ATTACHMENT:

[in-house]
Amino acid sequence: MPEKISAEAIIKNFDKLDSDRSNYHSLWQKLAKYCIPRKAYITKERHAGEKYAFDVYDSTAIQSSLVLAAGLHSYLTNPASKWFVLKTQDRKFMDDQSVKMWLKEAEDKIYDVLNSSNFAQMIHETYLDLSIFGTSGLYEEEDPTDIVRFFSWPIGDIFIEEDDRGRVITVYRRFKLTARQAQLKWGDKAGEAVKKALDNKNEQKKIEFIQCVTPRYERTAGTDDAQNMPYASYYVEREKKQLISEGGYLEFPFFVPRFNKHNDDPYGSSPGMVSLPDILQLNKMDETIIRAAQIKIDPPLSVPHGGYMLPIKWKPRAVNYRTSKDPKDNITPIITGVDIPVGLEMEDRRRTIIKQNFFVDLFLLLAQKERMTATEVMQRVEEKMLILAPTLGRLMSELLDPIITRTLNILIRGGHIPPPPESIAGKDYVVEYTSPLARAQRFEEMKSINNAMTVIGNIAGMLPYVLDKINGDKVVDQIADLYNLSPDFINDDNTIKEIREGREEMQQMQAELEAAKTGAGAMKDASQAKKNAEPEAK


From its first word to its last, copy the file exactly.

[in-house]
Amino acid sequence: MPEKISAEAIIKNFDKLDSDRSNYHSLWQKLAKYCIPRKAYITKERHAGEKYAFDVYDSTAIQSSLVLAAGLHSYLTNPASKWFVLKTQDRKFMDDQSVKMWLKEAEDKIYDVLNSSNFAQMIHETYLDLSIFGTSGLYEEEDPTDIVRFFSWPIGDIFIEEDDRGRVITVYRRFKLTARQAQLKWGDKAGEAVKKALDNKNEQKKIEFIQCVTPRYERTAGTDDAQNMPYASYYVEREKKQLISEGGYLEFPFFVPRFNKHNDDPYGSSPGMVSLPDILQLNKMDETIIRAAQIKIDPPLSVPHGGYMLPIKWKPRAVNYRTSKDPKDNITPIITGVDIPVGLEMEDRRRTIIKQNFFVDLFLLLAQKERMTATEVMQRVEEKMLILAPTLGRLMSELLDPIITRTLNILIRGGHIPPPPESIAGKDYVVEYTSPLARAQRFEEMKSINNAMTVIGNIAGMLPYVLDKINGDKVVDQIADLYNLSPDFINDDNTIKEIREGREEMQQMQAELEAAKTGAGAMKDASQAKKNAEPEAK